Source: Indexed by Jessica Hagy

Our lives are a portfolio of assets and liabilities. Obvious assets include our earning power and investments. What we don’t likely do is think about geography affects this portfolio. For example the employment prospects of some one in New York City is very different than some one living in a small town in the Plains. These geographic decisions are a function of family, luck and sometimes conscious choice. One things individuals will to think about going forward is the affect rising sea levels will have on their choices about where to live and work.

Last month I published a post at Enterprising Investor about this topic in regards to investing and rising sea levels narrow the ‘margin of safety’ for many investments. The same is true for our lives as well.

We are already beginning to see how the affects of coastal flooding and damage are affecting real estate values. Ian Urbina at NYTimes has a longer piece on areas in the US, like South Florida and North Carolina, that are seeing marked changes to their real estate markets. The graph below shows the correlation between coastal areas at-risk and slowing real estate sales over the past five years.


Source: NYTimes

Despite the evidence there is no shortage of development continuing in at-risk areas. As Urbina notes Fort Lauderdale is filled with ongoing condominium construction. James Tarmy at Bloomberg reports on the opening of a $1 billion development, the Faena District, in Miami Beach that will likely face its own water issues before too long. Michael Laas of Sustainable Futures Group says:

..current Miami development should be viewed as a combination of wishful thinking, clear-eyed realism, and pressure for short-term profits.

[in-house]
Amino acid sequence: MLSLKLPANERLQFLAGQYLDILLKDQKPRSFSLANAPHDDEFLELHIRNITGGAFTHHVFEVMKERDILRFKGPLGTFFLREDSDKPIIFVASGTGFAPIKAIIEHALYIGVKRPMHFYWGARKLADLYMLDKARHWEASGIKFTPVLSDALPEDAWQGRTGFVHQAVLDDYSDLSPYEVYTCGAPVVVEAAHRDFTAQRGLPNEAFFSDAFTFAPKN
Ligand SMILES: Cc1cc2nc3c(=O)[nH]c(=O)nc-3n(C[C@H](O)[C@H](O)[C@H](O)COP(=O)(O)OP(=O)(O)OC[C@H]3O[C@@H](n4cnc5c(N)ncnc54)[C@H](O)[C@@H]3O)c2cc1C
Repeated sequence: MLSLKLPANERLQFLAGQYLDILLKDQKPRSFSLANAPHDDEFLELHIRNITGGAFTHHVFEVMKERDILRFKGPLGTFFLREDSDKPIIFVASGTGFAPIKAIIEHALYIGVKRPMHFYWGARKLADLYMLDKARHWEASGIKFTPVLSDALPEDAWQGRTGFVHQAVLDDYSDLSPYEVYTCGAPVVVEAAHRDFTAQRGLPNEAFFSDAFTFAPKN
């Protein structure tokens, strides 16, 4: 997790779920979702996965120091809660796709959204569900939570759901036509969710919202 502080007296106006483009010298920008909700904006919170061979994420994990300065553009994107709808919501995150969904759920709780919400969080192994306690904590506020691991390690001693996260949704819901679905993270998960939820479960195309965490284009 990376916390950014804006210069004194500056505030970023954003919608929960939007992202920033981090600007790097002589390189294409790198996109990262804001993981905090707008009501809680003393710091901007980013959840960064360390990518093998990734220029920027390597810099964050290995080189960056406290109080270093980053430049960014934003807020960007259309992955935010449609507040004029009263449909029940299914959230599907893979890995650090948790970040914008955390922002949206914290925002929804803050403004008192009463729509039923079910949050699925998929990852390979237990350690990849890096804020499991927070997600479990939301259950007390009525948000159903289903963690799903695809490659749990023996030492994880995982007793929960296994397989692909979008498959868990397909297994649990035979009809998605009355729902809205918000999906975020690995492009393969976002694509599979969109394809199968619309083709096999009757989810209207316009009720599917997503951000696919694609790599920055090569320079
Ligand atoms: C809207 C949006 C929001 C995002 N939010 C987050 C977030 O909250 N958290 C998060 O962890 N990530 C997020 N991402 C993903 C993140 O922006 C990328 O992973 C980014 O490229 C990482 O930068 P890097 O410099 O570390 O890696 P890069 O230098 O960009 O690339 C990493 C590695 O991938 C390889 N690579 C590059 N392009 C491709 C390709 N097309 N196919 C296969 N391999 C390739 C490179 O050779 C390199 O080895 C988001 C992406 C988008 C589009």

It is not like the areas that are most affected by rising sea levels aren’t already known. Christopher Flavelle at Bloomberg looks at those areas in the US that have historically requested disaster relief. The graphic below shows those areas that Flavelle thinks will at some point have to be in a certain respect abandoned to the sea.


Source: Bloomberg

It is hard for us humans to reconcile our short-term needs (and wants) with long term phenomena like climage change. Flavelle notes that as a society we are going to be increasingly facing this issue. Flavelle writes:

What’s certain is that extreme weather will only get worse, inflicting disproportionate pain on a relatively small share of the country. It’s already possible to make intelligent guesses about which areas those will be. The question for policy makers is whether to keep sheltering those people from the inevitable.

The question for the individual is different than that of society as a whole. For some, shouldering the burden of living in at-risk areas will be worth the cost. For others the costs (and anxiety) will simply be too much. There is no place that is without risk. However you should make those kind of decisions with all the information we have on hand.